Home » “It is crucial to empty your mind first, creating space for fresh perspectives and comprehensive understanding.”

“It is crucial to empty your mind first, creating space for fresh perspectives and comprehensive understanding.”

Stay humble, open to new ideas, willing to change preconceptions, and receptive to learning. Despite your knowledge, acknowledge that there’s more to learn. Master the art of unlearning to embrace new knowledge. Preconceived ideas and prejudices hinder the perception of truth.


STORY TIME : Empty Your Cup

Quest for Zen Wisdom

Once, there was a university professor renowned for his vast knowledge. He harboured a deep interest in delving into the teachings of Zen Buddhism and sought wisdom from a famous Japanese Zen master.

Encounter at the Zen Master’s Abode

Upon arriving at the Zen master’s abode, the disciples led him to the master’s room. Subsequently, after exchanging greetings, the Zen master inquired about the purpose of the professor’s visit, to which the professor expressed his desire to learn about Zen.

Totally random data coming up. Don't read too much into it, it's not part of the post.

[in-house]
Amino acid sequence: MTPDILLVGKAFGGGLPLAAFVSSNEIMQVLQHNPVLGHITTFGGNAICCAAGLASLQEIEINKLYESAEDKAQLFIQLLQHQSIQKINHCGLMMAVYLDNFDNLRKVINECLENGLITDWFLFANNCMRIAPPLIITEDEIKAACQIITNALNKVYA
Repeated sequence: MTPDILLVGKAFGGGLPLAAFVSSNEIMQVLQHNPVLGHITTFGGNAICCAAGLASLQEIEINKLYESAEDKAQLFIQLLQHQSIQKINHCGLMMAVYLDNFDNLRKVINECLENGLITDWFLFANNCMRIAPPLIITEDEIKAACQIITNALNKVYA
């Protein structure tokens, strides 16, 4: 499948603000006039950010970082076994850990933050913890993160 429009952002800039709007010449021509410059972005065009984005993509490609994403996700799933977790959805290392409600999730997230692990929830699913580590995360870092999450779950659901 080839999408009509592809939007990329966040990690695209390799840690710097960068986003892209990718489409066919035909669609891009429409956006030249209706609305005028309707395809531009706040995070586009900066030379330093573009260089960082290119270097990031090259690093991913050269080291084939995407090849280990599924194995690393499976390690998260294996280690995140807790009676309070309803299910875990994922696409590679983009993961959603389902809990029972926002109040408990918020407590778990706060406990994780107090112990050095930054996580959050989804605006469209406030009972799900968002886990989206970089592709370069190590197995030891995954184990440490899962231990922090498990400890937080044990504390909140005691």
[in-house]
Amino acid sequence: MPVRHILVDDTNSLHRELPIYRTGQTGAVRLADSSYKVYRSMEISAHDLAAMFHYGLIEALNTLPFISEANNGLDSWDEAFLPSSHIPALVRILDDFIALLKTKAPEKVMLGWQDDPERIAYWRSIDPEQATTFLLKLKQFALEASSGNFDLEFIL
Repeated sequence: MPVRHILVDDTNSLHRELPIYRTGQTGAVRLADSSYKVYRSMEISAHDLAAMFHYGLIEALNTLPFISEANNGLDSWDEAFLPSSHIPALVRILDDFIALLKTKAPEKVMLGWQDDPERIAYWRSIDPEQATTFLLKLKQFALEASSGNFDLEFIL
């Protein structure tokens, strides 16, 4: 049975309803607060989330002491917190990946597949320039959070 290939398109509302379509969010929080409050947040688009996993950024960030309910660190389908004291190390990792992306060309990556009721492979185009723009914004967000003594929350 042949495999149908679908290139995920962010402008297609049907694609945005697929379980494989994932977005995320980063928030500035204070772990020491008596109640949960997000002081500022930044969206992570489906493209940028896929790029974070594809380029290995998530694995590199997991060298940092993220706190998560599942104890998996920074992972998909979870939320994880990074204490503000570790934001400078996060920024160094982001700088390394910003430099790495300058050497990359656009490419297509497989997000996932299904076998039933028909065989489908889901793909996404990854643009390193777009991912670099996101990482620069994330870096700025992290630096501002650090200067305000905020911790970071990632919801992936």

A Dialogue of Knowledge

Curious about the professor’s knowledge, the Zen master requested that he share something. The professor, known for his expertise, began discussing his research in various fields before delving into his understanding of Zen. The Zen master attentively listened for an hour and then proposed a tea break.

Overflowing Tea and Frustration

As the master poured tea into the cup, he continued to engage in the discussion. However, he kept pouring tea even after the cup was full, causing it to overflow onto the table and eventually onto the professor’s robes. Despite the overflowing tea, the Zen master persisted.

Protest and Departure

Frustrated, the professor exclaimed, “Stop! Can’t you see? The cup is full already. It’s overflowing. No more will go in!” Ignoring the protest, the Zen master continued pouring tea. Angrily, the professor left in haste, but the master chased after him, urging him to listen.

The Zen Master’s Explanation

The Zen master patiently explained the significance of continuing to pour tea into the full cup. He likened the professor to an overflowing cup, emphasising the need to empty one’s mind to make room for new insights. Until the professor could create space for more knowledge, he would struggle to accept new information—much like a cup that cannot hold more tea until it’s emptied.

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